In case you’re thinking about buying a heat pump this year, this guide is intended to help you pick the right model for heating your home. We recommend you have an HVAC company check your system first.
There are four different types of heat pumps, and they are:
- Absorption heat pumps
These types of heat pumps are mainly driven by a heat source like propane gas, natural gas, or solar-heated water. In the past, they are widely popular in industrial buildings but have lately become the most common source of heat for larger residential homes.
- Geothermal heat pumps
GHPs or Geothermal heat pumps heat and cool houses by absorbing the naturally existing heat in the earth’s interior, which is a reliable, clean, and sustainable source of power.
The ground underneath the earth stays at a moderately steady temperature, so GHPs interchange heat with the earth through a ground heat exchanger laid underground close to your home. Despite the fact that the installation cost of a GHP is significantly higher compared to other systems, this can be considered as an investment which will be gained back as energy savings.
- Ductless mini-split heat pumps
Ductless and mini-split heat pumps are individual units that can be wall mounted and utilized for certain rooms. The foremost benefit is that they don’t necessitate ducts to pass heat into rooms, and are much more adaptable than other systems. They are also faster to install than other systems and prevent unnecessary energy losses since they have no ducts.
- Air-source heat pumps
The air-source pump is the most common type of heat pump, and it consists of two coils made of copper tubing and a compressor. The heating unit is placed outdoor and transmitting heat via the two compression coils from the outside. This heat can then be distributed to radiators used to store hot water or under-floor heating.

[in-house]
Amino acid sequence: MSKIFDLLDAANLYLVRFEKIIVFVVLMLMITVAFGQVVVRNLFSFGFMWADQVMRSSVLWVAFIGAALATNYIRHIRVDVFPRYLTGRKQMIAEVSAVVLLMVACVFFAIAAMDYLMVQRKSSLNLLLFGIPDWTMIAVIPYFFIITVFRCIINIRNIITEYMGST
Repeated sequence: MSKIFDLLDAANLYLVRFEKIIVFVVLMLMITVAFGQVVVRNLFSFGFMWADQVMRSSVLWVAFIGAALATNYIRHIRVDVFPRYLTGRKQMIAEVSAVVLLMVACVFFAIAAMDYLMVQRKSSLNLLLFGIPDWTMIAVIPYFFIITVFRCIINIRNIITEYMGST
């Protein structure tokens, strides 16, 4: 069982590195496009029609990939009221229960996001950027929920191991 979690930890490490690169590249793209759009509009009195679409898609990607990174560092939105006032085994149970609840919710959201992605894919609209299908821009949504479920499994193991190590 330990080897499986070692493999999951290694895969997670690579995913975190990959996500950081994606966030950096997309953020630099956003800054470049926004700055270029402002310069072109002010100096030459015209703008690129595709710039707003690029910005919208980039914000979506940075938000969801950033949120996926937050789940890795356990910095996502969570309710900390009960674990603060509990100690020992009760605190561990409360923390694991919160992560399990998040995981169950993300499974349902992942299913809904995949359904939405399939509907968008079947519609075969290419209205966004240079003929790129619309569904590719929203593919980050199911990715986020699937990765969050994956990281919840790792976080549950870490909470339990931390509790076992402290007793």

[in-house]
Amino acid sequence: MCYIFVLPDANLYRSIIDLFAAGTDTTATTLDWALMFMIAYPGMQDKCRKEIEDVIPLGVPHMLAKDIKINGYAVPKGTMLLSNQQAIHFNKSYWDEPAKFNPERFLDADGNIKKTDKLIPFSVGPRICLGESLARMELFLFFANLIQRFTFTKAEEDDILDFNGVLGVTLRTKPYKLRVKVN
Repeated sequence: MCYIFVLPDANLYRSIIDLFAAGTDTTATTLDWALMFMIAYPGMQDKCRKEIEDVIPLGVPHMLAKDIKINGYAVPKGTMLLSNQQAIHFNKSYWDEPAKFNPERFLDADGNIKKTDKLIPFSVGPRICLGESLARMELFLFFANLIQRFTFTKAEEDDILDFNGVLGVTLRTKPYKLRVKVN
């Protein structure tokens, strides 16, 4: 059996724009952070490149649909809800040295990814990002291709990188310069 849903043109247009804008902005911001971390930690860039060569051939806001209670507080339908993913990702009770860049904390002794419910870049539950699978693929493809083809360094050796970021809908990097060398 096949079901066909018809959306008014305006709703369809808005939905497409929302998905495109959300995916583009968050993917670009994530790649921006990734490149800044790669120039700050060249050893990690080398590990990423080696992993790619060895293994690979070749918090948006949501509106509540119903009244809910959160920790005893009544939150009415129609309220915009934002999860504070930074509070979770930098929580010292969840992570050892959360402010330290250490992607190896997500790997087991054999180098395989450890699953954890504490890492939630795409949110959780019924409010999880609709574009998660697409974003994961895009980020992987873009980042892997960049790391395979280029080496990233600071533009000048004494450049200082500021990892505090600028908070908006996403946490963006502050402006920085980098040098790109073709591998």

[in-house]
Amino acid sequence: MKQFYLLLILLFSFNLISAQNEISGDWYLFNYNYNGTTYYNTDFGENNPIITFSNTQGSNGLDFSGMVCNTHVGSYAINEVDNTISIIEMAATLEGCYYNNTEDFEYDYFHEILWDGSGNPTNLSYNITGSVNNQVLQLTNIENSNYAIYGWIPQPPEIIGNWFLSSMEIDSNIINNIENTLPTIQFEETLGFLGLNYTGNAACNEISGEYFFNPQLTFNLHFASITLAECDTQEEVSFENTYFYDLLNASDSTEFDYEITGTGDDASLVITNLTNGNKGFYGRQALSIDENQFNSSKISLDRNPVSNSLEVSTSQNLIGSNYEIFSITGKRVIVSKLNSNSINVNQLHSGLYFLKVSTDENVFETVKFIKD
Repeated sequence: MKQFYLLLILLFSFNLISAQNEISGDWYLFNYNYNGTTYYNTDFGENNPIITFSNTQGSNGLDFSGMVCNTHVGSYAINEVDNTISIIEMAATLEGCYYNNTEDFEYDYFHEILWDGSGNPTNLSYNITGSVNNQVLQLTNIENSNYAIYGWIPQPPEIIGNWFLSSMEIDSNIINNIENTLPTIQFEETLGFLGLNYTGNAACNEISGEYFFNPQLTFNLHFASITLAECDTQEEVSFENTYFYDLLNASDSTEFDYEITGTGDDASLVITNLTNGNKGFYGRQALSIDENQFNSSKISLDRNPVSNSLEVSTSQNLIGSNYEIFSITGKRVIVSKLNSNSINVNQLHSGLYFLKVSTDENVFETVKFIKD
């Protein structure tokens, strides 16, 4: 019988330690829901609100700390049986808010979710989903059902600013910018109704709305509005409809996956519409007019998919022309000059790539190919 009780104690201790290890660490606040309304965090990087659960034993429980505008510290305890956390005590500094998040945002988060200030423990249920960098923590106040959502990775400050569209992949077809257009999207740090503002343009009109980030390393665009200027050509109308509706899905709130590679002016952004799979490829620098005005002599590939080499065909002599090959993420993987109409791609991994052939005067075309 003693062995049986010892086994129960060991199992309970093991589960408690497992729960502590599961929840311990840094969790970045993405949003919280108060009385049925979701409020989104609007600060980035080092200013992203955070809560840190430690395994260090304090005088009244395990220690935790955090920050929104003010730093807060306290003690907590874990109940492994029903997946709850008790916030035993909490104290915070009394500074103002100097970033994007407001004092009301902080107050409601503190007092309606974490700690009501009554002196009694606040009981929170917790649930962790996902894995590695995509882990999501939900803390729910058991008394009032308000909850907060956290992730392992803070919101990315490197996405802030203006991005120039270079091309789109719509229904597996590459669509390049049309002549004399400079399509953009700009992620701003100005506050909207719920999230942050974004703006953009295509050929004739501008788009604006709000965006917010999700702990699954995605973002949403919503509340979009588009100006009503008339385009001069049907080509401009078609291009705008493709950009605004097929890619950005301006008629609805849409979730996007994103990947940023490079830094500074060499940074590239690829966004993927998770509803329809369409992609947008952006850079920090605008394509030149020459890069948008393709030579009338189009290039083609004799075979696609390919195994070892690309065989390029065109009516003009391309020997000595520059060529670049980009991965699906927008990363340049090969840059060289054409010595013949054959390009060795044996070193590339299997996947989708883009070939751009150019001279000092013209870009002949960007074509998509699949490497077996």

Here are the things you need to check when buying a Heat Pump:
- Insulate first starting with your floor and ceiling. In this way, you can pick a smaller heat pump, and your home will be less expensive to warm and cool efficiently.
- Ensure that it is properly sized for the space you want to heat. In the event that it’s too small, it will need to work harder and cost you more to run.
- Ensure that it is well fitted. Ask the installer if they adhere with the EECA Best practice guide to heat pump installation.
- Choose trusted brand for superior quality from a reputable supplier that provides at least a 5-year warranty on labor and parts.
- Be sure to pick the one that’s right for your climate for when the temperature drops, so does the efficiency of many heat pumps. A high-quality unit that is measured and fitted well should perform efficiently down to minus 15°C. In case you need your heat pump to work at these temperatures, ask assistance from your heat pump supplier.
- Ensure that it’s right for your environment. In coastal areas or geothermal areas, it is necessary for heat pumps to have proper protection against corrosion. Refer to your supplier about environmental concerns in your area.